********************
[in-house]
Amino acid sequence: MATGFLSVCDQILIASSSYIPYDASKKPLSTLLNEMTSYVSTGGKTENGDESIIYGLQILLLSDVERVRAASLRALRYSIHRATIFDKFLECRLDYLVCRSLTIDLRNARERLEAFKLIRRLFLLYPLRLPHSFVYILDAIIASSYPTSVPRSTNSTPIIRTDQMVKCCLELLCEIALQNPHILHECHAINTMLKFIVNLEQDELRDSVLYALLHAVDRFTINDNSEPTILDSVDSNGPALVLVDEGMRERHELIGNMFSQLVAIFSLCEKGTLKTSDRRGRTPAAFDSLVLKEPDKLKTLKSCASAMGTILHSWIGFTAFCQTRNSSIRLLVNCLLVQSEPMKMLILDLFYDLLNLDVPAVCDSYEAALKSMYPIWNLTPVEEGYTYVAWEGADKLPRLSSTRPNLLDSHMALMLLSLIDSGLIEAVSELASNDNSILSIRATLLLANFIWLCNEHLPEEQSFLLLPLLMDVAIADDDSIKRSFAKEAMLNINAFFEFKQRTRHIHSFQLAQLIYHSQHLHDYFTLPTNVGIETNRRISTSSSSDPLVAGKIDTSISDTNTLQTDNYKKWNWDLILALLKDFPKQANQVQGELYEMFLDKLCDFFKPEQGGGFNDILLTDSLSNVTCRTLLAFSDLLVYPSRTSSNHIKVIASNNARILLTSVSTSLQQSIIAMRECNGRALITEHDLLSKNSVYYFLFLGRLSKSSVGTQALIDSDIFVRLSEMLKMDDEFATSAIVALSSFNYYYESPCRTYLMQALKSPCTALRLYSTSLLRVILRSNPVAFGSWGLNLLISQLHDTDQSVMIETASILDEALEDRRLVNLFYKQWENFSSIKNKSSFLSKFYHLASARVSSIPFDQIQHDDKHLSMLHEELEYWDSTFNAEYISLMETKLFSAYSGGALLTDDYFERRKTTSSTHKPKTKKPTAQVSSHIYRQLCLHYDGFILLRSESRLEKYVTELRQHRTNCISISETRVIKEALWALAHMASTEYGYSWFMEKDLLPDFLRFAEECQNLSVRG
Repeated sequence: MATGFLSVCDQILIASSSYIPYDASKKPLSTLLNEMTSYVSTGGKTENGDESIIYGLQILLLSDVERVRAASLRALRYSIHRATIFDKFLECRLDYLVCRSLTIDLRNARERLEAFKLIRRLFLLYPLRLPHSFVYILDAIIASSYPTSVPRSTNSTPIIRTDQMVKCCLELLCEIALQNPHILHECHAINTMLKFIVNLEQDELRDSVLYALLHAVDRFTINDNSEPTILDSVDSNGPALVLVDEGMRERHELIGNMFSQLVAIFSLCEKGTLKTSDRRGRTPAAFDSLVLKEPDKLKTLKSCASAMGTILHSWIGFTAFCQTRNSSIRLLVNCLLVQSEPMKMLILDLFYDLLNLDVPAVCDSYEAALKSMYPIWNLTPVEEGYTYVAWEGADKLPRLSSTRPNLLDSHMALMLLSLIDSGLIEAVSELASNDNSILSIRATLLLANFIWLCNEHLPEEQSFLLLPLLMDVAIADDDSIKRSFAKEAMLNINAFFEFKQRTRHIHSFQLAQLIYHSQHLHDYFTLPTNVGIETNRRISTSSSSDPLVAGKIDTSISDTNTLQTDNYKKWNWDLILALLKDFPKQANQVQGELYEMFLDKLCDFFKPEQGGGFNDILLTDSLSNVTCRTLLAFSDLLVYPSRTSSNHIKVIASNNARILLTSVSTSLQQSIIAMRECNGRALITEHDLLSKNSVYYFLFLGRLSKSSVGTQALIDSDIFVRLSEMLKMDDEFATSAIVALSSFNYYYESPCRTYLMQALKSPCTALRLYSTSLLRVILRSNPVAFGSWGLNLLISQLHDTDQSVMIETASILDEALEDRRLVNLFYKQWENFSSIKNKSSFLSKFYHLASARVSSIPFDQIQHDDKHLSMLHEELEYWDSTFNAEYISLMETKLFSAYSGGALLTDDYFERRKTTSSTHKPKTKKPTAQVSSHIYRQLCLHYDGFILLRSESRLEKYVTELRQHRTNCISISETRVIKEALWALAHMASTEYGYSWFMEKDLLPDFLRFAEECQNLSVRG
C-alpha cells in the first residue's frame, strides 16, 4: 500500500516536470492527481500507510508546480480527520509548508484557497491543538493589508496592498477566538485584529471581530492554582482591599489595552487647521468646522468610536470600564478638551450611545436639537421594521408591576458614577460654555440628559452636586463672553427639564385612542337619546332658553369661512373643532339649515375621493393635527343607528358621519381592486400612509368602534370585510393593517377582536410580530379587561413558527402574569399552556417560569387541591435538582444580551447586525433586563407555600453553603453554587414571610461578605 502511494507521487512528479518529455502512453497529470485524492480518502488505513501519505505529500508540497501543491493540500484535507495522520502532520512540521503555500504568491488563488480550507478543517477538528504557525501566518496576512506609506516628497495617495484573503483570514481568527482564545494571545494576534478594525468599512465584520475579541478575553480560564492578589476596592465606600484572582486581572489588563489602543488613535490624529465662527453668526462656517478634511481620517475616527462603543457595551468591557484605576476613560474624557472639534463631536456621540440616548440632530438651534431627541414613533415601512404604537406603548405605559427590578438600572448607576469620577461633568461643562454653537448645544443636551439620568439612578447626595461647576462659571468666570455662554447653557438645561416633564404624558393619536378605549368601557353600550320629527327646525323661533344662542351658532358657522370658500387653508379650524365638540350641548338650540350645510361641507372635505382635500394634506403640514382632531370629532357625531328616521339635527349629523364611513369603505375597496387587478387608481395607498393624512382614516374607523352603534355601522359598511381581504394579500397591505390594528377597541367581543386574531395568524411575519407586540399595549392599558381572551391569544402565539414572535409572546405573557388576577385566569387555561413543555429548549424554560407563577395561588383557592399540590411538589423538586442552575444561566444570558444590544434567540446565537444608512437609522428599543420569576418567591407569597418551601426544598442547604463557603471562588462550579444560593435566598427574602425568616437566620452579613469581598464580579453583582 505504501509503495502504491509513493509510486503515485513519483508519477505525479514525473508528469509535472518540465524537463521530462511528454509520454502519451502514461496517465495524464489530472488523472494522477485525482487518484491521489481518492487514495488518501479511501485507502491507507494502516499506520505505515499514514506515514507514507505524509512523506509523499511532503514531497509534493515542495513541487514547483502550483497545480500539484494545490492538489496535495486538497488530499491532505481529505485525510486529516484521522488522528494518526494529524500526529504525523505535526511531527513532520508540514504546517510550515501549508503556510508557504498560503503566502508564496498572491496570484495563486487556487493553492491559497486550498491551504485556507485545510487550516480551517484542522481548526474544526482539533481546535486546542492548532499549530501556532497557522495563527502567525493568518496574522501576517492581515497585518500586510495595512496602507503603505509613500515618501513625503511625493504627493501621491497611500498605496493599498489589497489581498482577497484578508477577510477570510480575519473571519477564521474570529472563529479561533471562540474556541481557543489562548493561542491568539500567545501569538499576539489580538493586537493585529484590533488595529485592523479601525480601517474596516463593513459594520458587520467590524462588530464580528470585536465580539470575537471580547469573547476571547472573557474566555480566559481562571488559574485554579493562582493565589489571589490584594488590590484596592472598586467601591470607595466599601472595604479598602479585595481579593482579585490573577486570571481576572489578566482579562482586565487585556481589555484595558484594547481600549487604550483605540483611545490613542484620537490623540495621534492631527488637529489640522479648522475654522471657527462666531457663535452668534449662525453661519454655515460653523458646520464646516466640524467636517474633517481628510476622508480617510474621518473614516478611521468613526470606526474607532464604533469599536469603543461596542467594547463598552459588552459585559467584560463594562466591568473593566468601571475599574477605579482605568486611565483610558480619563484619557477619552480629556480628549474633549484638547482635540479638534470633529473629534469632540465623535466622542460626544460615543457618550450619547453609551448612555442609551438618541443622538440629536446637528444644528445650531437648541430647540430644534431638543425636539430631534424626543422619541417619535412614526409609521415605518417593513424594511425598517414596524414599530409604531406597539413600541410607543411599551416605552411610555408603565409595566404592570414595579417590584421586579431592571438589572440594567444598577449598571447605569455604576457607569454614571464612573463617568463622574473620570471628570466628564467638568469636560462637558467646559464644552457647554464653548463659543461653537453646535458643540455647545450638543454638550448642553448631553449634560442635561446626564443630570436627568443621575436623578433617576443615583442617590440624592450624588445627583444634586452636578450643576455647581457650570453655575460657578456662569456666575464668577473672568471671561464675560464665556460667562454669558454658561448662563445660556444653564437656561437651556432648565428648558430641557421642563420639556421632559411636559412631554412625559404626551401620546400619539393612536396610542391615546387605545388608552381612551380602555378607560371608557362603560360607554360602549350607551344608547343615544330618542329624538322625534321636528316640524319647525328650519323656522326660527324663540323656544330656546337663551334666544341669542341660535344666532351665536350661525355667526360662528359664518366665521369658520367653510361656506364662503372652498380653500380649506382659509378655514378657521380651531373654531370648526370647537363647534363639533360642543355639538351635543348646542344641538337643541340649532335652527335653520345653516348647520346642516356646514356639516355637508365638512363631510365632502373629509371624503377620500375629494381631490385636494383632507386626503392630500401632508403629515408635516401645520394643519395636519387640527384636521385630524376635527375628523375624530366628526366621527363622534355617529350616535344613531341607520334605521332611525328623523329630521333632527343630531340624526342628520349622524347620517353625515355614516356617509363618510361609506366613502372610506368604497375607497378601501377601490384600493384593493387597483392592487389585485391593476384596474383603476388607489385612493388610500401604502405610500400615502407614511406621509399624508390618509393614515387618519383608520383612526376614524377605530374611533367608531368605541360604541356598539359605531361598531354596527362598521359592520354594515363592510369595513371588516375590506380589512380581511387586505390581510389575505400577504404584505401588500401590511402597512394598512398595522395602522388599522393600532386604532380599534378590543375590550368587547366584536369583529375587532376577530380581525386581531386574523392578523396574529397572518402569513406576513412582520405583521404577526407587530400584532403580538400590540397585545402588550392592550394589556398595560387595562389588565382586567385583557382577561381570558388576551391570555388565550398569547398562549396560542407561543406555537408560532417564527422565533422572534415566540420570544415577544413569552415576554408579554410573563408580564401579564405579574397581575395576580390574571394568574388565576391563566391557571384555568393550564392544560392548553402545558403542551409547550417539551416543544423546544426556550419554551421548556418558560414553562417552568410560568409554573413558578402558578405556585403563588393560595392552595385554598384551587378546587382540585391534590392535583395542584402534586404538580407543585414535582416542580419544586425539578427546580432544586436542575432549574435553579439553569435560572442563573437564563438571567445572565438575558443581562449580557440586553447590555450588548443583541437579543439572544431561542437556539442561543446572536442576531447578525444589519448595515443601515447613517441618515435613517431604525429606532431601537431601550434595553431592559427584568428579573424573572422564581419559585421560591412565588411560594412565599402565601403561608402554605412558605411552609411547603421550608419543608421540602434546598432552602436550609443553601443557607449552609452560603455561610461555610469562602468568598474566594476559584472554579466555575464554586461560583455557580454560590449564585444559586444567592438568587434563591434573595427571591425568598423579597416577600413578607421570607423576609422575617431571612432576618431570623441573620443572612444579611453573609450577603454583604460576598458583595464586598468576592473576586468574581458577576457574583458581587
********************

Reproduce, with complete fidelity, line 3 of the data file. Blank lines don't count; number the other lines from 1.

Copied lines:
Repeated sequence: MATGFLSVCDQILIASSSYIPYDASKKPLSTLLNEMTSYVSTGGKTENGDESIIYGLQILLLSDVERVRAASLRALRYSIHRATIFDKFLECRLDYLVCRSLTIDLRNARERLEAFKLIRRLFLLYPLRLPHSFVYILDAIIASSYPTSVPRSTNSTPIIRTDQMVKCCLELLCEIALQNPHILHECHAINTMLKFIVNLEQDELRDSVLYALLHAVDRFTINDNSEPTILDSVDSNGPALVLVDEGMRERHELIGNMFSQLVAIFSLCEKGTLKTSDRRGRTPAAFDSLVLKEPDKLKTLKSCASAMGTILHSWIGFTAFCQTRNSSIRLLVNCLLVQSEPMKMLILDLFYDLLNLDVPAVCDSYEAALKSMYPIWNLTPVEEGYTYVAWEGADKLPRLSSTRPNLLDSHMALMLLSLIDSGLIEAVSELASNDNSILSIRATLLLANFIWLCNEHLPEEQSFLLLPLLMDVAIADDDSIKRSFAKEAMLNINAFFEFKQRTRHIHSFQLAQLIYHSQHLHDYFTLPTNVGIETNRRISTSSSSDPLVAGKIDTSISDTNTLQTDNYKKWNWDLILALLKDFPKQANQVQGELYEMFLDKLCDFFKPEQGGGFNDILLTDSLSNVTCRTLLAFSDLLVYPSRTSSNHIKVIASNNARILLTSVSTSLQQSIIAMRECNGRALITEHDLLSKNSVYYFLFLGRLSKSSVGTQALIDSDIFVRLSEMLKMDDEFATSAIVALSSFNYYYESPCRTYLMQALKSPCTALRLYSTSLLRVILRSNPVAFGSWGLNLLISQLHDTDQSVMIETASILDEALEDRRLVNLFYKQWENFSSIKNKSSFLSKFYHLASARVSSIPFDQIQHDDKHLSMLHEELEYWDSTFNAEYISLMETKLFSAYSGGALLTDDYFERRKTTSSTHKPKTKKPTAQVSSHIYRQLCLHYDGFILLRSESRLEKYVTELRQHRTNCISISETRVIKEALWALAHMASTEYGYSWFMEKDLLPDFLRFAEECQNLSVRG